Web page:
FOR IMMEDIATE RELEASE
Oct. 2, 2015
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Contact: Amanda Shell Jennings
LHP Capital, LLC, the City of Knoxville, elected officials, friends and family gathered at a street renaming dedication to honor Dr. Lula Powell, the legendary East Knoxville educator and businesswoman on Friday, Oct. 2.
“This is an honor and a very exciting time for my family,” Powell said. “Since I’ve been here so long, people say I represent what is good in the community, and there are a lot of good things in East Knoxville.”
At the event, Deputy to the Mayor Christi Branscom presented a proclamation from Mayor Madeline Rogero and declared the day “Lula Powell Day” in Knoxville before unveiling the new street sign.
“Dr. Powell has touched the lives of thousands in more than 40 years as an educator and businesswoman,” Branscom said. “Passing by this street every day will be a reminder of the strength of the community and Dr. Powell’s passion to promote new opportunities in East Knoxville.”
Lula Powell Drive runs in front of Green Magnet Academy, where Powell served as principal for 27 years. The street also holds the entrance to Townview Towers, an apartment development co-owned by LHP Capital, LLC and Knoxville’s Community Development Corporation that is currently undergoing a $10 million renovation.
“As we upgrade affordable housing in the community, we proactively look for opportunities to further reinvigorate and inspire change in the neighborhood,” said Alvin Nance, CEO of development and property management for LHP Capital.
“Because of her many years of service, Dr. Lula Powell is a symbol for those living in East Knoxville of positive momentum. We believe that great things will happen on a street named for such a motivational woman.”
The renovation of Townview Towers and the adjacent Arbor Place apartments, which will be renamed to 1100 Studio Apartments and Pinnacle Park, represent a $21.6 million investment in redevelopment in downtown Knoxville, the largest capital investment in downtown’s history.
LHP Capital requested the street name change with the City of Knoxville to serve as a positive banner for the area’s future. When LHP Capital Chairman Phil Lawson began considering a name change for Town View Drive as part of the large-scale redevelopment, he consulted with Beck Cultural Exchange Center Board Chairman Sam Anderson and Executive Director Reneé Kesler who immediately suggested Lula Powell because of her long-time connection to the community and Green Magnet Academy.
“When people approached me about renaming the street, they said they wanted a new beginning,” Powell said. “In this area, we do need that. All communities have ups and downs, but all the people I work with are very good people. If we have this kind of faith, then I can see where things will bloom again.”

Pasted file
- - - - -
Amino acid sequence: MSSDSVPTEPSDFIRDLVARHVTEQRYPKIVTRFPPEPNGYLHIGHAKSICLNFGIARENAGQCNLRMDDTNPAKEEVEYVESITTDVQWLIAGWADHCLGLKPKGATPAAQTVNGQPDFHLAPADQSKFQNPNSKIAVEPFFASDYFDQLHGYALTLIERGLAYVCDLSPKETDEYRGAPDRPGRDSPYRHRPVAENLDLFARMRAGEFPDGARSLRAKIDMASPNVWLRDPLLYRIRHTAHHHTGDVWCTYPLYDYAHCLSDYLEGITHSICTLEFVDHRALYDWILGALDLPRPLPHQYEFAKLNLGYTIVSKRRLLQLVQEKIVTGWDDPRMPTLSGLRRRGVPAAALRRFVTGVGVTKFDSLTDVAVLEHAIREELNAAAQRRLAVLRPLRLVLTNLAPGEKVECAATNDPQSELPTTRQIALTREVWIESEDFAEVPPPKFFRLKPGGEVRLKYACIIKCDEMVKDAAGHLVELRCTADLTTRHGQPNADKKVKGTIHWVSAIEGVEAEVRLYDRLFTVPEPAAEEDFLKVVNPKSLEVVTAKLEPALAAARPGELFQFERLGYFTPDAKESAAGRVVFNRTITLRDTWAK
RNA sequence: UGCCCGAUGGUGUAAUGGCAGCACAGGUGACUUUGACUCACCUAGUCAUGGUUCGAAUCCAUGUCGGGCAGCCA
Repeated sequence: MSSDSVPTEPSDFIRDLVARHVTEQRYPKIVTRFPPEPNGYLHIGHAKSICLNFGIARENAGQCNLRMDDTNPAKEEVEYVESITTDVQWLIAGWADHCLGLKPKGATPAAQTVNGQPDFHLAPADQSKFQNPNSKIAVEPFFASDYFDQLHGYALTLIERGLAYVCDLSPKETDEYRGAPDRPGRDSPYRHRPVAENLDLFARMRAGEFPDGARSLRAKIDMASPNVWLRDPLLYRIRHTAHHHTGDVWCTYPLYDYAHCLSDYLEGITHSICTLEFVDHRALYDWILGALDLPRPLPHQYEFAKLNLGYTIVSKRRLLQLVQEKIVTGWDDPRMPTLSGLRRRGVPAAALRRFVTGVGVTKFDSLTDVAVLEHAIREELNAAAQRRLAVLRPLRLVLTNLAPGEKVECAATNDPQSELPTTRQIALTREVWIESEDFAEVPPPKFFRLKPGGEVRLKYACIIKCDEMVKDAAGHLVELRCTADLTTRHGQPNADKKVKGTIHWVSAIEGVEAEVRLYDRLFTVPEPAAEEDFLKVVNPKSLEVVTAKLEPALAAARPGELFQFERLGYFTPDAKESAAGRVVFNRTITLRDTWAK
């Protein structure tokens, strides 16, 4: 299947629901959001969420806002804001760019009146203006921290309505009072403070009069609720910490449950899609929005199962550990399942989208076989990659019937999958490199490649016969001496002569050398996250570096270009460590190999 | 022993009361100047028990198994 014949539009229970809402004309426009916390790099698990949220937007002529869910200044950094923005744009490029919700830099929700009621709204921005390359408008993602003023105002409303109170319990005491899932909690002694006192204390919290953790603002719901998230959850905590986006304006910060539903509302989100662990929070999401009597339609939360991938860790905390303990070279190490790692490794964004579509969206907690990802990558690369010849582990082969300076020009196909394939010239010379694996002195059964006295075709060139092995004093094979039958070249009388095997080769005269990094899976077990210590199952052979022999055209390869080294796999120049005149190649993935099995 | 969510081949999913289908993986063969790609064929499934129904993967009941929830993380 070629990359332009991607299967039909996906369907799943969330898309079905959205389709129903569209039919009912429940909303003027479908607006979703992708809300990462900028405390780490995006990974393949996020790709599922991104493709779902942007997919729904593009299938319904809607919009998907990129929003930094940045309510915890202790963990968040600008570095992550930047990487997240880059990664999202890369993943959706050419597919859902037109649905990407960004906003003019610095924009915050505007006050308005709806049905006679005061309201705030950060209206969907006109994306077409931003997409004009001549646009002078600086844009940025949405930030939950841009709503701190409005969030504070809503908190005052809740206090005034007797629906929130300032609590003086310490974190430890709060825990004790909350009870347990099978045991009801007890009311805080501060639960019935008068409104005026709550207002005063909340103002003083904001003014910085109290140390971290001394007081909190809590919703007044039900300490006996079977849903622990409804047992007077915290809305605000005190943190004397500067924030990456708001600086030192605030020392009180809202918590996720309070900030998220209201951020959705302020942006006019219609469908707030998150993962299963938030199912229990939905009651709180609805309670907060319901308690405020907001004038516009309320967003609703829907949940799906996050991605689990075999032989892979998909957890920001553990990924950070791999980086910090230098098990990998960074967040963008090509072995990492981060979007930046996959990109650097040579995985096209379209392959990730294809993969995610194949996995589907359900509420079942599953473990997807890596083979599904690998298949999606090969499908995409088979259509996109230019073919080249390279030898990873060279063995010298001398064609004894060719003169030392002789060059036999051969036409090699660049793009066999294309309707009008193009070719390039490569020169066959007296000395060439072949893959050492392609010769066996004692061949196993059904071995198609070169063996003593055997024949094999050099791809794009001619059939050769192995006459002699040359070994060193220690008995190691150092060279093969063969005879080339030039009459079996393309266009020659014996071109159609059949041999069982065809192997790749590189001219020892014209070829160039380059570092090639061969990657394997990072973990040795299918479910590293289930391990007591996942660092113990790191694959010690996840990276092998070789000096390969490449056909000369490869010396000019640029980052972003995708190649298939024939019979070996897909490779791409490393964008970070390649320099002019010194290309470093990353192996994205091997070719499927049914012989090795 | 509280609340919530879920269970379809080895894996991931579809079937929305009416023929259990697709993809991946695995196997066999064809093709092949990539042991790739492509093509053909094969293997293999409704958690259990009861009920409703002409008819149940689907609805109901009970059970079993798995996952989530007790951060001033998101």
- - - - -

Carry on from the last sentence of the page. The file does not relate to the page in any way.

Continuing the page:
Powell began her career as an educator in 1959 as an elementary school teacher with Knoxville City Schools. In 1966, she became a traveling librarian and helped set up the first school libraries at Sam E. Hill, Eastport and Maynard elementary schools.
In 1975, she became the principal at Green, and she led the school through the transition to a magnet academy in 1994. Powell integrated the curriculum of mathematics, science and technology into the classroom.
“This was a big change,” Powell said. “One of the things I remember the most clearly was the science, math and computer areas that were added to the school. These were areas that the students were not previously exposed to. This led the way to equal opportunities to perform.”
According to Powell, one of the prevailing and mistaken attitudes that had to be overcome was the perception that inner-city children could not or were not willing to learn. Powell and her team of teachers repeatedly proved that perception incorrect, and the school was recognized by the Tennessee Department of Education as an exemplary school during her tenure.
“I never had any problem with our boys and girls,” Powell said. “My grown students come tell me what they are doing today, and it’s really amazing.”
After retiring from the school system in 2001, Powell and her son, AV Powell, took over the operation of Unity Mortuary, the family business founded by her late husband, William Powell, a former city councilman and longtime KCDC executive. Powell continues to support the community through her work at the mortuary, and many of her clients are former students that she is able to help during difficult times in their lives when they have lost a loved one.
Powell also is a member of the Alliance of Doctoral Women, a small group of women with higher education degrees who offer scholarships to women seeking doctorate or law degrees.
“When I got my doctorate, there was not group like that to encourage you,” Powell said. “Women, in general, have always been the ones held back. We feel very strongly that with our meager funds, we want to support a scholarship each year.”
Throughout her long and varied career, Powell has been honored with many awards, including Educator of the Year by the Knoxville Area Urban League; Business Woman of the Year by Iota Phi Lambda Sorority Alpha Xi Chapter; Outstanding Contributions to Knoxville Community from the Tennessee Education Association; and Alumni Hall of Fame at W.J. Hale High School in Maryville, Tenn., and Knoxville College.
Looking ahead, Powell said she believes changing the names of streets and developments in East Knoxville will bring a fresh start for the neighborhood.
“Any time you have upgrading in the community, change sparks people to look again at what we have here,” Powell said. “This is helping to start the way, and it looks good, too, when you’re coming down the street. They say it’s a new beginning, and I think that’s what we’ll have.”